The Research and Development (R&D) Tax  Credit

The R&D Tax Credit was developed in 1981 with the goal of stimulating innovation and technological advancement within the U.S. by helping businesses offset the high costs of research and development.  After years of expiring and having to be renewed on an almost annual basis, the R&D Credit was finally made a permanent part of the tax code in 2015 as part of the Protecting Americans from Tax Hikes (PATH) Act.  The PATH Act also expanded the credit, making it more available to smaller and newer businesses..


Who is eligible for the R&D Credit?

The R&D Credit is underutilized by many eligible businesses that erroneously assume that their activities will not qualify.  Many taxpayers associate the words “research and development” with highly scientific or technological pursuits, or assume that the credit only applies to large corporations.  In reality, the credit is available to businesses of all sizes that are engaged in a wide range of specializations, including architecture, engineering, construction, and manufacturing.  Additionally, shareholders in S-corporations and similar types of pass-through entities may be eligible to claim the R&D Credit.


How does it work?

The R&D Credit is calculated on the basis of qualified research expenses (QREs), which include wages paid to employees who engage in R&D activities and amounts paid for supplies used in such activities.  Depending on which method of calculation the taxpayer uses, the credit amounts to a percentage of QREs over a certain base amount.  The credit is somewhat flexible: a business may elect to carry it back one year or forward twenty years as needed.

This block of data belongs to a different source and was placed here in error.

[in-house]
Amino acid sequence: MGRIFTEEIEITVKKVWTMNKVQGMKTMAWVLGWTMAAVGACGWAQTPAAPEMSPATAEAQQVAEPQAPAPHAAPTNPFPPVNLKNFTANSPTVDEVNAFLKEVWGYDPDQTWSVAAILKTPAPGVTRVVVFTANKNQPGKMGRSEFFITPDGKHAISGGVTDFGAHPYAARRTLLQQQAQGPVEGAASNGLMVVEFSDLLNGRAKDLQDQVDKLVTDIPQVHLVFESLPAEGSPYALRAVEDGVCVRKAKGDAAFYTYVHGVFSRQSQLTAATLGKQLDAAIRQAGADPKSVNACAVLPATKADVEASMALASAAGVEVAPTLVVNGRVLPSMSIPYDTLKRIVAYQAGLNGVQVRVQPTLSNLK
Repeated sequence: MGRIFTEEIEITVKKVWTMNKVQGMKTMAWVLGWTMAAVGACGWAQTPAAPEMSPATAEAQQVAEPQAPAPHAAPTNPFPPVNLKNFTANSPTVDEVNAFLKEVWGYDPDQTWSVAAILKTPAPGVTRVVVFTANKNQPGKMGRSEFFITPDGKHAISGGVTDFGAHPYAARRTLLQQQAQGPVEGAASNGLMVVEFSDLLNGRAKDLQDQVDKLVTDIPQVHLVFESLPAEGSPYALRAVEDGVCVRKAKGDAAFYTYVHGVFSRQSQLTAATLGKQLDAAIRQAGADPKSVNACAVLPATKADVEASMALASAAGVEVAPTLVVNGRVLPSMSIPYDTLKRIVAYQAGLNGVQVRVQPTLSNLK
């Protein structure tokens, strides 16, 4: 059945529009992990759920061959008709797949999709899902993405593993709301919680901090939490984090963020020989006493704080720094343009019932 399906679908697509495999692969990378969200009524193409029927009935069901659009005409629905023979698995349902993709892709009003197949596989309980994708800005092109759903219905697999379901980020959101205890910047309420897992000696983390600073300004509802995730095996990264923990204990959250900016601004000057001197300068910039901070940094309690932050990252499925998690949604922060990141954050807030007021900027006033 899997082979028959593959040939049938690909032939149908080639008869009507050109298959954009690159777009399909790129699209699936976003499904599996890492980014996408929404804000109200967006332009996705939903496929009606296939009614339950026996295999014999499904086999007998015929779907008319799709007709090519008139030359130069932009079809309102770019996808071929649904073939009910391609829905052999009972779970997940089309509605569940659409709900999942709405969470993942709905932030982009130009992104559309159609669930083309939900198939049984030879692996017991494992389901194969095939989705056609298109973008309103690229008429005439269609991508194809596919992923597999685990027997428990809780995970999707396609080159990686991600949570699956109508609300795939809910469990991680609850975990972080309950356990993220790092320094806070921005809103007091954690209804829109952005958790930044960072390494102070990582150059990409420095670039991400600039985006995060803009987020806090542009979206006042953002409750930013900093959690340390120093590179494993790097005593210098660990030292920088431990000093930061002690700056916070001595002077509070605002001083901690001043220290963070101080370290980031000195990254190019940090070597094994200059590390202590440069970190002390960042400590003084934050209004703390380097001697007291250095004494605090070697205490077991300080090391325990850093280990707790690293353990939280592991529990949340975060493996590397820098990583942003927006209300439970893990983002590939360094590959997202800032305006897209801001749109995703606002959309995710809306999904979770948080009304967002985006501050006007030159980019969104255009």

Qualifying expenses?

Wages, Supplies & Contract Research that meets the four-part test:

  1. Permitted Purpose:Intended to create or improve a product, process or software. 
  2. Technical In Nature:Relies on engineering, biology, physics or computer science. 
  3. Uncertainty:In capability, method, design, process or cost. 
  4. Process of Experimentation:Process to eliminate uncertainties (testing or evaluating alternatives, trial and error, etc.).

Additional Details

  • Dollar for dollar credit for 5-13% of Qualified expense can be use to reduce tax
  • R&D tax credits can be applied against Federal and most State returns
  • R&D credits can be applied to current and prior open tax years


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